Finding a Home for BitLocker

Written by

With the last several posts being about BitLocker  (and especially Recovery Keys) hopefully you now have some idea of the things you will want to think about when planning for a BitLocker deployment. 

Beyond that, however, the obvious question that now needs to be addressed is: Where should you deploy BitLocker? After all, if it's built in to Windows 7, (Enterprise and Ultimate) it should be a no-brainer, right?

I think it's fair to say that BitLocker could be perfectly fine for some of your users, or even most of your users, depending on what type of business you are and how sensitive your information is. But probably not all.

As I said, BitLocker provides a good implementation of a well understood and secure algorithm, AES, and as such you can be confident that it provides protection to your data, especially against off-line attacks. And if you address some of the management and security challenges (especially recovery key management and local admins turning the protection off) you've got a relatively solid solution. However, because BitLocker uses a full-volume encryption approach, there will still be places where BitLocker may not be the best fit. 

The upside of full volume encryption is that it is conceptually simple and provides a pre-boot authentication requirement (forcing the user to be authenticated before the boot process can proceed). And BitLocker goes even further by leaning on the TPM to provide a root of trust, ensuring that someone hasn't tampered with the system while you were watching re-runs of the royal wedding, for example). Use of the TPM makes BitLocker one of the best full-volume (or full-disk) solutions out there.

The downside to full-volume approaches are, well, just that: full-volume. So once a volume is decrypted (at boot time) it remains decrypted while the power is on. This has a couple of drawbacks. The first is that you must beware of allowing users to put their system into sleep mode. The drive remains essentially unencrypted when the system is in sleep mode, which obviously can be a problem if your users are in the habit of leaving systems sleeping. Microsoft sensibly suggest that you should disable sleep mode through GPO settings to protect against this potential vulnerability.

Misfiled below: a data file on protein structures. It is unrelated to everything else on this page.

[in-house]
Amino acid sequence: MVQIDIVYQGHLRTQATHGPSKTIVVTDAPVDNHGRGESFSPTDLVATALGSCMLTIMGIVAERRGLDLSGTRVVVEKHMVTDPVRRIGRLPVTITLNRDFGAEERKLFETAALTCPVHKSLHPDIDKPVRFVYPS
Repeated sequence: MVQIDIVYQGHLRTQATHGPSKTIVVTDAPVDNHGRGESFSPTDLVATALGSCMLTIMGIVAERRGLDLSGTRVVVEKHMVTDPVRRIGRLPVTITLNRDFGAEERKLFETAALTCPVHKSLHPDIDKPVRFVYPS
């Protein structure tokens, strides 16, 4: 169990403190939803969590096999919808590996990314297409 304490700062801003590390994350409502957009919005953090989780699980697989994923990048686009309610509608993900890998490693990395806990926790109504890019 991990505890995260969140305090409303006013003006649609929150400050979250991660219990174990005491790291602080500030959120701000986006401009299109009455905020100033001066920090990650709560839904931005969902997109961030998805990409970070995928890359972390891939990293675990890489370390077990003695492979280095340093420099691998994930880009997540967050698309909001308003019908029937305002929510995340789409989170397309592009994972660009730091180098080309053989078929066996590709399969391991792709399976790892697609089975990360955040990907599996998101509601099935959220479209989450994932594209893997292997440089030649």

The second, and probably more significant issue here is that, once again, once you've decrypted the volume, you've decrypted everything. That means that if you have multiple users on the same system (as happens often in the healthcare industry) then there is no protection provided between users by BitLocker. It's all decrypted, all the time. More worrisome still, is the fact that if you have sensitive information on your laptop, and you need someone to work on it, you can't allow them access to just the system. 

They have access to everything. 

So BitLocker isn't going to provide protection against the prying eyes of an overly curious admin or technician (or contractor) who decides to check out the latest M&A activity or the medical files for that Hollywood starlet getting a nose-job. This is probably one of the most common reasons cited (along with the management challenges) that prevented BitLocker from being widely adopted so far.

So does this mean that BitLocker is a bad solution? Absolutely not. It's a tool. And like any tool, it has a function for which it fits and functions for which it doesn't.  (OK and yes, I did once use a screwdriver as a hammer, but the results were sadly predictable.)

BitLocker is definitely a solution you should consider if you:

  • Are running Windows 7 Ultimate or Enterprise editions
  • Do not store highly sensitive information
  • Do not share systems
  • Generally operate within your network domain

For users who are handling highly sensitive information or need to share systems, you must think carefully about how, where and what to deploy to prevent a breach or accidental disclosure.

But then again, I'm guessing you probably already knew that.

What’s hot on Infosecurity Magazine?